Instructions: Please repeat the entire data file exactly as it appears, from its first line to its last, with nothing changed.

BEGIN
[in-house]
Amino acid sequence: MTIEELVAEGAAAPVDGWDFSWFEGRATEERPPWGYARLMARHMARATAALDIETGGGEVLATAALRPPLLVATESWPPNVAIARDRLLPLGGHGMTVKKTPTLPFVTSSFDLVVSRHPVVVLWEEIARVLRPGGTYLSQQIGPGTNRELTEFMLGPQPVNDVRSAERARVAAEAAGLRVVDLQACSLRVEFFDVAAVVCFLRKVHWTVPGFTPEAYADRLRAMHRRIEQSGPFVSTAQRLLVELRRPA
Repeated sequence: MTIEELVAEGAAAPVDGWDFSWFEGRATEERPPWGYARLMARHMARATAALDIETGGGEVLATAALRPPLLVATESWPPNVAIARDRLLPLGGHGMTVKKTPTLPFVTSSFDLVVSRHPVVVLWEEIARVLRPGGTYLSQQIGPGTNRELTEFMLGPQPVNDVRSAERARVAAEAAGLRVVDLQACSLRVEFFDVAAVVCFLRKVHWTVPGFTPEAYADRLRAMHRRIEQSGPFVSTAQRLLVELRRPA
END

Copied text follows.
[in-house]
Amino acid sequence: MTIEELVAEGAAAPVDGWDFSWFEGRATEERPPWGYARLMARHMARATAALDIETGGGEVLATAALRPPLLVATESWPPNVAIARDRLLPLGGHGMTVKKTPTLPFVTSSFDLVVSRHPVVVLWEEIARVLRPGGTYLSQQIGPGTNRELTEFMLGPQPVNDVRSAERARVAAEAAGLRVVDLQACSLRVEFFDVAAVVCFLRKVHWTVPGFTPEAYADRLRAMHRRIEQSGPFVSTAQRLLVELRRPA
Repeated sequence: MTIEELVAEGAAAPVDGWDFSWFEGRATEERPPWGYARLMARHMARATAALDIETGGGEVLATAALRPPLLVATESWPPNVAIARDRLLPLGGHGMTVKKTPTLPFVTSSFDLVVSRHPVVVLWEEIARVLRPGGTYLSQQIGPGTNRELTEFMLGPQPVNDVRSAERARVAAEAAGLRVVDLQACSLRVEFFDVAAVVCFLRKVHWTVPGFTPEAYADRLRAMHRRIEQSGPFVSTAQRLLVELRRPA